Confronting The Boss From Hell

April 9, 2002

The most difficult person to deal with in the workplace might just be your boss!

When I finished reading the best seller Dealing with Difficult People I was so impressed by the advice and techniques it contained, that I thought the book could just as easily be renamed Management 101. I couldn’t understand why such a simple and economical resource that could really make a difference to people’s effectiveness, productivity and dare I say, happiness in the workplace, was not a prescribed text! Author Roberta Cava is similarly perplexed, especially given that her knowledge and extensive experience of this subject shows that managers and supervisors are in fact the worst offenders!

I caught up with Roberta recently to chat about her best-seller and to get some top tips on dealing with difficult people that could really make (or save) your day!

“I keep seeing people who get up in the morning, they’re in a good mood they run into some difficult situations and it ruins their day,” says Roberta identifying a common scenario. “What I try to do is give people the ability to stay in control in difficult situations and to not let other people get control over their life,” says Roberta of her internationally-presented and widely-acclaimed tips and techniques.

“It has been so effective that I get letters from all over the world now from people who say that their lives have changed because they have been able to change their way of responding,” she says of her infinitely rewarding work. A best-seller that’s been in print since 1990, available world-wide through eight publishers and in five languages, it’s easy to see that Roberta’s endeavours in Dealing With Difficult People are both appreciated and necessary. While certainly her area of expertise, Roberta’s work doesn’t stop with workplace scenarios and survival guides.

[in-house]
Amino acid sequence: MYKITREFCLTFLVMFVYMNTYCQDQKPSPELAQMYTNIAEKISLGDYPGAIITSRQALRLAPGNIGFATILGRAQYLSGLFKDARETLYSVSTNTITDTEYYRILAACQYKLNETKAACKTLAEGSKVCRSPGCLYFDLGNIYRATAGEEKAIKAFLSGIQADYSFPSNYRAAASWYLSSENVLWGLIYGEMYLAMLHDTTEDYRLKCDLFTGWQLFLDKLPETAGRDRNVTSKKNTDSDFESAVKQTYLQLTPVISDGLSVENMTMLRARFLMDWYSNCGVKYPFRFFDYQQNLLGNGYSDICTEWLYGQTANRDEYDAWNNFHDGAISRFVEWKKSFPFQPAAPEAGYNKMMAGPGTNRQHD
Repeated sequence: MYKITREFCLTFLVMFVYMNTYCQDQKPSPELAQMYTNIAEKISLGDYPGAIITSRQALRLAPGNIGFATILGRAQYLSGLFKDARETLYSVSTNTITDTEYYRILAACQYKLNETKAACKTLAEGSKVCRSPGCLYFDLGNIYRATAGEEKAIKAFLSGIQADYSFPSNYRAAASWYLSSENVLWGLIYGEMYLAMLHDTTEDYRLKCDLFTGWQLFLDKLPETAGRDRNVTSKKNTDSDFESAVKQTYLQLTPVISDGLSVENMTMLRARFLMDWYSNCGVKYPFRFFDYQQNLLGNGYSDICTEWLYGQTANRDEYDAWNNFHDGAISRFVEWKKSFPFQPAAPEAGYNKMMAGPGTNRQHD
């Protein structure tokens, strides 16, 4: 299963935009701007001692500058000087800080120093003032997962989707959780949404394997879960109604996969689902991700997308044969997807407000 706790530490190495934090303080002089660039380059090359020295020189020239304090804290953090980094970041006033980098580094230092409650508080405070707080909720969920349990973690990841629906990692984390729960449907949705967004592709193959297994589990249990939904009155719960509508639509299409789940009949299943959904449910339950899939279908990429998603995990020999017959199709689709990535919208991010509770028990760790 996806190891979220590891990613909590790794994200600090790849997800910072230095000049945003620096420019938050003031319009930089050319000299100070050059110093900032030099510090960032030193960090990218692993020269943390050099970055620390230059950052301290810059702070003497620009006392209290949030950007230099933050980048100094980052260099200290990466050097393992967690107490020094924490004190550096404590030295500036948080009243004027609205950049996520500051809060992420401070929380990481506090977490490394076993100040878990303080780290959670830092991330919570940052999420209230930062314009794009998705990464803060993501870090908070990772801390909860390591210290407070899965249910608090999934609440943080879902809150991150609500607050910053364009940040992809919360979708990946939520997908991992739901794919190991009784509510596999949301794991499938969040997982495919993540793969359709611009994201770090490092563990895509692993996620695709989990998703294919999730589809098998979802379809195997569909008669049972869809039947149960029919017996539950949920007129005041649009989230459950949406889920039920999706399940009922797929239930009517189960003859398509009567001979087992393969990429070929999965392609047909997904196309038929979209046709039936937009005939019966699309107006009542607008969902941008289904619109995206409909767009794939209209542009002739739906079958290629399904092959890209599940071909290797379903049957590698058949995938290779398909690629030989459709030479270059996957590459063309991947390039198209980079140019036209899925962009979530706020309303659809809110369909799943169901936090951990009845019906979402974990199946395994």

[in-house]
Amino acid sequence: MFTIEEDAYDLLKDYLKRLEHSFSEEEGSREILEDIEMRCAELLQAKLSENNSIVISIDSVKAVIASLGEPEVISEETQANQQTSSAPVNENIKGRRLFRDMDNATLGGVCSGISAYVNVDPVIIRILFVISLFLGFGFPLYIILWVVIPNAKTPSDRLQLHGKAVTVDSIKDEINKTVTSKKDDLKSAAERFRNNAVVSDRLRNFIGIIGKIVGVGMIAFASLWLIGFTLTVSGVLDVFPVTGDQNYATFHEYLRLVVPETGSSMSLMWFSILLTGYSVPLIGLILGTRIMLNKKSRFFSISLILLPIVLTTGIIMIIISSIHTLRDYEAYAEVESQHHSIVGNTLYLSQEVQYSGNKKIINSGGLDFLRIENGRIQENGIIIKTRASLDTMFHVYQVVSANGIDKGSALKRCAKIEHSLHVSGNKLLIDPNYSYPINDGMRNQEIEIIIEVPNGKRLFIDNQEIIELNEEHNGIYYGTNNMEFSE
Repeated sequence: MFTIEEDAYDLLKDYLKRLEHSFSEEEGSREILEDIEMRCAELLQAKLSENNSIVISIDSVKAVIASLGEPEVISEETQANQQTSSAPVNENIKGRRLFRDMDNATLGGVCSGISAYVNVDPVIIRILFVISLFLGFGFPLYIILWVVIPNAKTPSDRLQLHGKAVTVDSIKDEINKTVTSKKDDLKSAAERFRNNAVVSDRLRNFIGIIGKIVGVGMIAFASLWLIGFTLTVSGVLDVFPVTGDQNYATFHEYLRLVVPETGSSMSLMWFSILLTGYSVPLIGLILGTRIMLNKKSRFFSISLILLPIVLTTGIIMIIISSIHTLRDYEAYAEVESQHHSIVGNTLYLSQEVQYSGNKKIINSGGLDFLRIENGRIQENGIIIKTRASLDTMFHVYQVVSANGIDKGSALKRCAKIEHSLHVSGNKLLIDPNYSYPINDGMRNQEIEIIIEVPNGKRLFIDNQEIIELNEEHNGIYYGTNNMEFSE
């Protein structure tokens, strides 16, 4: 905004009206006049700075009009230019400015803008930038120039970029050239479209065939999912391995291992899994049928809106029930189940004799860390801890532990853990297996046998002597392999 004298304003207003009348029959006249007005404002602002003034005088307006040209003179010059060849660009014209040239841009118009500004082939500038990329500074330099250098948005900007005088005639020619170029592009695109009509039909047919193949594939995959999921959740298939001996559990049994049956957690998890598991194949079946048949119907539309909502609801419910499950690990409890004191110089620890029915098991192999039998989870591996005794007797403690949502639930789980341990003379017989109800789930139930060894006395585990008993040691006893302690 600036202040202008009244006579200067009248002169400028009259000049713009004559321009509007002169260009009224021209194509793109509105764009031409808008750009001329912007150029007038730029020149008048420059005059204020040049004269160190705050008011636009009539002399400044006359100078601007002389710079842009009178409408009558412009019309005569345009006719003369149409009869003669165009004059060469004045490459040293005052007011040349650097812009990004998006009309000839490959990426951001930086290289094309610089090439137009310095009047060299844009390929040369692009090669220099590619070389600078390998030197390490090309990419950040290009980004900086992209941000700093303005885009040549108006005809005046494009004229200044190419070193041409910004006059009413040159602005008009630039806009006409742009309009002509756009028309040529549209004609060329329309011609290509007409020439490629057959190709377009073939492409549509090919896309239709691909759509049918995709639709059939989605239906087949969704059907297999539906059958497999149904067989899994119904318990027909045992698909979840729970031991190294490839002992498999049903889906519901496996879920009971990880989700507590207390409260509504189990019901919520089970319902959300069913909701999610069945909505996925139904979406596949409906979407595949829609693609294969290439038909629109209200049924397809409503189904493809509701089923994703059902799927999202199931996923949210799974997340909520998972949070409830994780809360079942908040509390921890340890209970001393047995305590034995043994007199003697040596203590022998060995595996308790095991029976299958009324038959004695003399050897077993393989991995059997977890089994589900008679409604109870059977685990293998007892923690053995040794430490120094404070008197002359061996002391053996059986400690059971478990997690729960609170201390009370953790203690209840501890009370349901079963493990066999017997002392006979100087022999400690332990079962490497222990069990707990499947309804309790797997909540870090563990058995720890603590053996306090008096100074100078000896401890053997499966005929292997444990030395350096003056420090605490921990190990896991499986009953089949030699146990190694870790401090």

“I’m busy doing an awful lot of writing related to the book; magazine and newspaper articles and I’m writing a sequel to it for Pan Macmillan in Australia and it’s called Dealing With Difficult Situations. I’ve already written Dealing with Difficult Spouses and Children, Dealing with Difficult Relatives and In-Laws, and there is going to be a whole stream of them come out eventually,” she says of her seemingly prolific output.

The culmination of over seven years worth of experiences in her hugely popular seminars on dealing with difficult people, the book of the same name took just four months to write. A chapter added to the revised edition in 2000 names the 115 (yes, that’s right!) types of manipulators – your basic “difficult” people – and offers strategies on how to deal with them. Roberta explains. “When I first started doing my seminars Dealing with Difficult People I always thought that the most difficult people in the world would be the client. Then I thought that the second most difficult people to people working, of course would be the colleague. I was decidedly wrong,” she admits. “Overwhelmingly, the biggest problems in business start at the top.”

“The reason for this is that most supervisors and managers, directors and CEO, executives of companies have not had basic supervisory training and this is extremely true in Australia. I have never seen so few people in supervisory positions that have the basic supervisory knowledge. And they make a lot of mistakes,” she adds.

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